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Bilingual Puppets on Wheels 

The Imaginist Theatre Collective takes it to the streets


Squinting under the hot July sun, Jenine Alexander inspects Sergio Zavala's bike as he circles along Sebastopol Avenue in Santa Rosa. The thick stack of 10-foot-long pieces of lumber strapped to the back of his bike wobble in his wake."How does it feel?" she asks him in Spanish, her second language, his first. "Bien, bien," he responds, pedaling past.

Alexander, an actress and animator who once quit her job working in Cyprus to join the Cyclo Circus for a bicycle journey through Russia to Indonesia, waves Zavala over so they can tighten the bungee cords holding his cargo in place. Zavala is no stranger to epic journeys—three years ago he traveled by river raft from his home near Mexico City to enter the United States—and pulls his bike over to consult.

Inside the Quonset-hut-turned-performance-space that Zavala and Alexander stand next to, others are at work: two college-aged girls cut human silhouettes out of cardboard; a seasoned actor with an air of an old Vaudevillian practices flute; a married couple debate in Spanish how to best attach a child's bike seat; a musician tunes his guitar; two small children eat fruit snacks; and a pair of artistic directors scramble around, a bit harried, sweaty but remaining positive.

This is the Imaginist Theatre Collective, and today is a very big day.

On this particular Sunday afternoon, they will give the second performance of their original production Art Is Medicine / El Arte Es Medicina, a bilingual, free, all-ages, traveling puppet show. Before they can perform, they have to get to the day's performance space at Howarth Park which, if you're transporting a multitiered marionette stage, dozens of puppets, a heap of props, two young children, a bunch of sound equipment and large papier-mâché masks is no easy feat—especially if you've decided to travel exclusively by bike. But for the Imaginists, whose very name implies implausibility, the impossible challenges of process and journey are what matter most.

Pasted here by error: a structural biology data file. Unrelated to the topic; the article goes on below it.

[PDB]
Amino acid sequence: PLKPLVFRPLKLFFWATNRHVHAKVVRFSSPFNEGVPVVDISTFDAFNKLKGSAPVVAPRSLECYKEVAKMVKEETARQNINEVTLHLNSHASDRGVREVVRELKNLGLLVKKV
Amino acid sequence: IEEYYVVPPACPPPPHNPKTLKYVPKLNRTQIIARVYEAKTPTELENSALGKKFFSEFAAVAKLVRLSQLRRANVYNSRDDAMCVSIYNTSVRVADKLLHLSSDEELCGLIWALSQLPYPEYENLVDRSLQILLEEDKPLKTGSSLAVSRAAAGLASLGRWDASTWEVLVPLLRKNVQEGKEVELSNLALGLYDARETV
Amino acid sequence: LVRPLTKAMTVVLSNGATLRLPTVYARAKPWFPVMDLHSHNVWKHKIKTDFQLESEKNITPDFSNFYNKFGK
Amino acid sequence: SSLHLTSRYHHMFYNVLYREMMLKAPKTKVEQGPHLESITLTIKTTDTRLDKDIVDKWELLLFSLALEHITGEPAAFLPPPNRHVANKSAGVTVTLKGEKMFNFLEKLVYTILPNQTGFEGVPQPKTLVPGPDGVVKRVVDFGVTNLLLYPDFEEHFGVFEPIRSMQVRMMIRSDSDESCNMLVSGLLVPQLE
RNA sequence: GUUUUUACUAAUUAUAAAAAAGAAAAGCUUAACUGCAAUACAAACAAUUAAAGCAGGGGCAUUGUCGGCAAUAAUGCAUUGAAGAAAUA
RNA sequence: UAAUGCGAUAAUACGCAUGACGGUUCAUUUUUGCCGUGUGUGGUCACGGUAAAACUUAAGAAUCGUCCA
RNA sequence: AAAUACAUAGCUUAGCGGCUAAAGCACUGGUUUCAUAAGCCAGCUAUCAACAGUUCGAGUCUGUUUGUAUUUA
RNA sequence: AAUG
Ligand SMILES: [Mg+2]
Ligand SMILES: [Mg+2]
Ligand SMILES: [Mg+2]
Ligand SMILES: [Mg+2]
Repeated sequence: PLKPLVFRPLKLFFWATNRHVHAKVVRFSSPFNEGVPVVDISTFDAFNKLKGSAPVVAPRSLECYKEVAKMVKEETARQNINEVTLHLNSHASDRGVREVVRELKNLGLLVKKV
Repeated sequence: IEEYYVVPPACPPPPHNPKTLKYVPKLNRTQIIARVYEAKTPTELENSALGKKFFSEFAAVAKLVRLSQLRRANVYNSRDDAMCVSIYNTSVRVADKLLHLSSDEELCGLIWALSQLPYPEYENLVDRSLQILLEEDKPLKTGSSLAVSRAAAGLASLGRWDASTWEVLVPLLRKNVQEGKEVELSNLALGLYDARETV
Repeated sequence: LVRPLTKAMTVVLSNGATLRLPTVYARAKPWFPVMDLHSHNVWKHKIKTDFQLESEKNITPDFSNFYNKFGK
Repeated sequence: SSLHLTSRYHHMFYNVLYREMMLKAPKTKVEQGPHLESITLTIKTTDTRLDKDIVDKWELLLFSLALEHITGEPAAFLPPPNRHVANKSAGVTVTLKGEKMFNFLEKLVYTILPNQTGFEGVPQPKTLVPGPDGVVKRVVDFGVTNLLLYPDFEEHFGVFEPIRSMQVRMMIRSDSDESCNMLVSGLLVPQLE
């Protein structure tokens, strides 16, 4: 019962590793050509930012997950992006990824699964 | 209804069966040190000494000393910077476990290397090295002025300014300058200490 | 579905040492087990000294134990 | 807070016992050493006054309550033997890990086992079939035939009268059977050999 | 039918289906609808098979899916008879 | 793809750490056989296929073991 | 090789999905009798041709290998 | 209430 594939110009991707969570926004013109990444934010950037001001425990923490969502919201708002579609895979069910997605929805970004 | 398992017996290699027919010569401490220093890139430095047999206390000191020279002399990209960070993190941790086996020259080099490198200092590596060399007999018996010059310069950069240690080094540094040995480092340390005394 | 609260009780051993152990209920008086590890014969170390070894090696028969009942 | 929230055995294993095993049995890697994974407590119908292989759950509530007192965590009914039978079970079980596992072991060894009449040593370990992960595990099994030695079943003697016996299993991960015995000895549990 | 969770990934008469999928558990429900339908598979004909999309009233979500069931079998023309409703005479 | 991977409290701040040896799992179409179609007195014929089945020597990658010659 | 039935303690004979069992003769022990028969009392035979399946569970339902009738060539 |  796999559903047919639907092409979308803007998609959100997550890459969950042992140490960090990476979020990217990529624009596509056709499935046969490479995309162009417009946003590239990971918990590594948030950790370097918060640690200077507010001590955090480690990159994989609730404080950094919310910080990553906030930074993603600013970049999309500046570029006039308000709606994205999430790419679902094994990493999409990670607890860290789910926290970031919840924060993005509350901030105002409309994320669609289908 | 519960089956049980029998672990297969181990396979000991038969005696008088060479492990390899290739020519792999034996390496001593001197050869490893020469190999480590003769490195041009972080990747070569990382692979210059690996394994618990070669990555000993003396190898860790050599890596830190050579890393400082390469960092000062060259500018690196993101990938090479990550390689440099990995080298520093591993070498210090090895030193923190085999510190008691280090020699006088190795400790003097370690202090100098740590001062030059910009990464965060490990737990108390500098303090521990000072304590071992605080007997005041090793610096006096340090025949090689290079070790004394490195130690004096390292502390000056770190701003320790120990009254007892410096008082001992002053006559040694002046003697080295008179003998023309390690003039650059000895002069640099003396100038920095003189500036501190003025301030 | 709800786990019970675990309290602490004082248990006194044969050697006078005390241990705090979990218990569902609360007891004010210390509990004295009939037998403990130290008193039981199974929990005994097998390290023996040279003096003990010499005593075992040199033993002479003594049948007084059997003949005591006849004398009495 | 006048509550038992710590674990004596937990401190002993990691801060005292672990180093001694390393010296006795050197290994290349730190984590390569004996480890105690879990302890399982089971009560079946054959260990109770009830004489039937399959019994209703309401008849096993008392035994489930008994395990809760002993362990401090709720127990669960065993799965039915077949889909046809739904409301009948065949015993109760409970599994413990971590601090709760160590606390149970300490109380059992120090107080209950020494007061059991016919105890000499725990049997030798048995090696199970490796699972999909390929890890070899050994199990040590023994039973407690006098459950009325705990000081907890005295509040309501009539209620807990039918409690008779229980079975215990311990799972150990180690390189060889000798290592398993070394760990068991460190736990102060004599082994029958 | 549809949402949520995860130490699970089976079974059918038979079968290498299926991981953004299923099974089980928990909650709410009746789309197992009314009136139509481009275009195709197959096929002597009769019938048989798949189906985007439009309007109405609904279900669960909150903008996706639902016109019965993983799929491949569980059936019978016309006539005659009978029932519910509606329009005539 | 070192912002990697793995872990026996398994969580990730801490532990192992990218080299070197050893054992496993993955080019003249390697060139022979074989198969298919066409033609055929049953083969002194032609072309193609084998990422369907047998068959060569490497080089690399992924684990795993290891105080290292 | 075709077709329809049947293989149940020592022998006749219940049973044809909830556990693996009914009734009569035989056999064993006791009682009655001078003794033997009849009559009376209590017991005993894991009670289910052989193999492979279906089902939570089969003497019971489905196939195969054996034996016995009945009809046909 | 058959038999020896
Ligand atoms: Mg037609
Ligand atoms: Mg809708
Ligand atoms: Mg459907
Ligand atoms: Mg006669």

Headed by cofounders Amy Pinto and Brent Lindsay, the Imaginists originated at the North Carolina School for the Arts in the early 1990s as an experimental theater ensemble named Knights of Indulgence Theater United States (KITUS) that performed original works in the woods of Winston-Salem. Pinto and Lindsay, along with fellow ensemble members, closely read the works of avant-garde theorist Jerzy Grotowski as well as modeling themselves on the communal structure of the Bread and Puppet Theater.

The group eventually crossed the country to Truckee but dissolved by 2000. Lindsay and Pinto, life partners as well as creative ones, relocated to Sonoma County, where Lindsay grew up. In search of recreating the artistic community they had so thrived on with KITUS, they began anew, forming the Imaginist Theatre Collective in 2001.

Since then, the Imaginists have moved into a performance space on Sebastopol Avenue in Santa Rosa and now perform a full season of works. The collective consists of three distinct facets: Project 104, a professional company that performs original, experimental works as well as established classics; two youth ensembles composed of local children and teenagers; and an annual community-based project that casts nonprofessional community members in original works. This latter project has captivated Pinto and Lindsay most recently.

"In the last three of four years, we've been really wanting to integrate and make it a multicultural institution as well," Pinto says.

"Theater's not just for the gray-haired set that pay a certain amount of money to go see Urinetown or whatever, but something that is really connecting to the larger community, and responding to it, that they're a part of it."

Since relocating to Sonoma County and having a child, Pinto and Lindsay had observed a sharp split between the white and Latino communities and wanted to create a performance that addressed this divide by casting actors from both communities.

"Everybody was always saying, 'You'll never do it,'" Lindsay says of trying to successfully reach out to Latinos. "'We've tried it here'—we heard that time and time again."

Though they struggled at first to put together a diverse enough ensemble, the Imaginists' 2007 bilingual production, The Divide / La División, on the theme of crossing borders, excited a whole population who normally don't go to theater. With half the cast Spanish-speaking, La División, part of Performance Sonoma, got a lot of attention from the local Latino press.

"'Ah! We're invited to something,'" Lindsay quotes the general response of the Latino community who showed up in droves to sold-out performances of the Imaginists production.